Thanks to the App Store’s privacy labels, it is now easier than ever to know, at a glance, what information each app collects and how it uses it. So much so that pCloud wanted to analyse this information and created a list of the 50 most invasive apps in the App Store.
Instagram, Facebook, LinkedIn, YouTube…
At a glance, without consulting any data, we probably already have a panoramic view of the apps that collect and share the most personal data: those whose source of income is advertising. Because of their business model, these apps collect everything they can to sell it or use it to monetise the service.
More than once we have heard that when the product is free, we are the product. Of course there are exceptions, of course, but the rule describes quite well what the following graph shows us. Here is a list of the 50 apps that collect the most personal information. The list is topped by Facebook and Instagram, which collect no less than 86% of all the data that, according to Apple’s form, can be collected.
It is important to make the following distinction: collecting data for internal use is not the same as sharing this data with third parties. In this sense, to put it very simply, a buying and selling app, for example, may know exactly which items to advertise from its catalogue and the information does not come from there, while a weather app may be selling “only” our location to hundreds of data brokers. So these tables show us only part of the story, but they do give us a picture of the situation.
When the product is free, we are the product. A phrase that frames a type of business model that monetises itself by selling the data it collects.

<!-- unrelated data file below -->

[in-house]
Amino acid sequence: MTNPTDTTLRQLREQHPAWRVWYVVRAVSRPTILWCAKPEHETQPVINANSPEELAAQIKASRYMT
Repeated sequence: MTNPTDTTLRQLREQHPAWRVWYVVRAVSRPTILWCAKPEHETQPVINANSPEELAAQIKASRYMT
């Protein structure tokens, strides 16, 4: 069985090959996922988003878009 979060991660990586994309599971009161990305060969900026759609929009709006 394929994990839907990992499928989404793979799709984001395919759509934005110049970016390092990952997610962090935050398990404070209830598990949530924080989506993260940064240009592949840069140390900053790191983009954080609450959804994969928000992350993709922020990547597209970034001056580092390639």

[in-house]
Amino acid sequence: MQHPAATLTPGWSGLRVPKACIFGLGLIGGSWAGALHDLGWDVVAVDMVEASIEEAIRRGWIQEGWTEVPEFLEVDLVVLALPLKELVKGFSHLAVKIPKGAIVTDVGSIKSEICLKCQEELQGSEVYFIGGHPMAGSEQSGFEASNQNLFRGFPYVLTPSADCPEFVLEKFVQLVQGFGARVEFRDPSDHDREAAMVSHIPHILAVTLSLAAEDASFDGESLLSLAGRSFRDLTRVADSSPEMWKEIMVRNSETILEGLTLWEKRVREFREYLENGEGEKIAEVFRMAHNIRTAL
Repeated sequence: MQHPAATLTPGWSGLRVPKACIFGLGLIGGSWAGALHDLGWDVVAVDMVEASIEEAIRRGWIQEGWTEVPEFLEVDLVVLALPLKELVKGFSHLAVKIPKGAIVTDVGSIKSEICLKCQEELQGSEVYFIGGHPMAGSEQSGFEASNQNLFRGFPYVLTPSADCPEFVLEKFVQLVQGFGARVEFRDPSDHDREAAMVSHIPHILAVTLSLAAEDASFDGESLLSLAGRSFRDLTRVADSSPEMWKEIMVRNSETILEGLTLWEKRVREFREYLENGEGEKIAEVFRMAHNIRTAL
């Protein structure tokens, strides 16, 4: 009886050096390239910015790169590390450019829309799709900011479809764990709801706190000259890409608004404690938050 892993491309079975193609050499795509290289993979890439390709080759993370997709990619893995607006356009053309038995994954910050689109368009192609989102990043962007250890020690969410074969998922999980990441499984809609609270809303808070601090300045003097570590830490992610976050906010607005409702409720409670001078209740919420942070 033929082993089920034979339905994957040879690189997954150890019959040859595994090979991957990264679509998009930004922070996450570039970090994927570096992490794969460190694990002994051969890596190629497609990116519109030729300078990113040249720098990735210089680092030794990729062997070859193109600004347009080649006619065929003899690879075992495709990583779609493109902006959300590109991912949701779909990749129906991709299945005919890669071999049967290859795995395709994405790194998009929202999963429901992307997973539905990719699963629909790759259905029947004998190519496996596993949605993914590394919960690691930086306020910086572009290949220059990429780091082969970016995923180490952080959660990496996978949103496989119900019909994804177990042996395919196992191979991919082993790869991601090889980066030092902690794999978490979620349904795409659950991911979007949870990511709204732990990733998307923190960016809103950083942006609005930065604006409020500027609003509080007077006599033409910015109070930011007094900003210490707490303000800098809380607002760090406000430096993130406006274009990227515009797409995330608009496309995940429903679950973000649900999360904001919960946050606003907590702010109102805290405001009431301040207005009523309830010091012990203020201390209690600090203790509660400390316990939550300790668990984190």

This brings us to the second image, which shows how much of the data collected is shared with third parties. It is striking, for example, that while Facebook and Instagram collected the same volume of data in the graph above, Facebook shares less data and retains more to power its advertising platforms. Similarly, Klarna and GrubHub, starred in the data collection chart, while Klarna ranks 26th in sharing and GrubHub does not even appear.
Every time you search for a video on YouTube, 42% of your personal data is sent elsewhere. This data is used to determine the types of ads you’ll see before and during videos, and is also sold to brands that target you on other social media platforms.
YouTube isn’t the worst when it comes to selling your data. That award goes to Instagram, which shares a staggering 79% of your data with other companies. Including everything from purchase information, personal data and browsing history. No wonder there’s so much promoted content in your feed. With over 1 billion monthly active users it’s worrying that Instagram is a hub for sharing such a high amount of its users’ data unknowingly.
In second place is Facebook, which gives away 57% of your data, while LinkedIn and Uber Eats sell 50%. In fact, when it comes to food apps, Just Eat, Grubhub and My McDonald’s are the only three in our study that don’t give up anything at all, but use your data for location tracking and their own marketing needs.
The truth is that the issue of personal information and privacy goes back a long, long way. For years, certain companies, by attracting users with “free” products, have had a huge data collection structure in place. It is also true that having a clear view of which apps we might want to avoid using is complex because until now it has required diving into a lot of privacy policies, terms of service, etc. App Store tags provide a basis for comparison and easy access to information.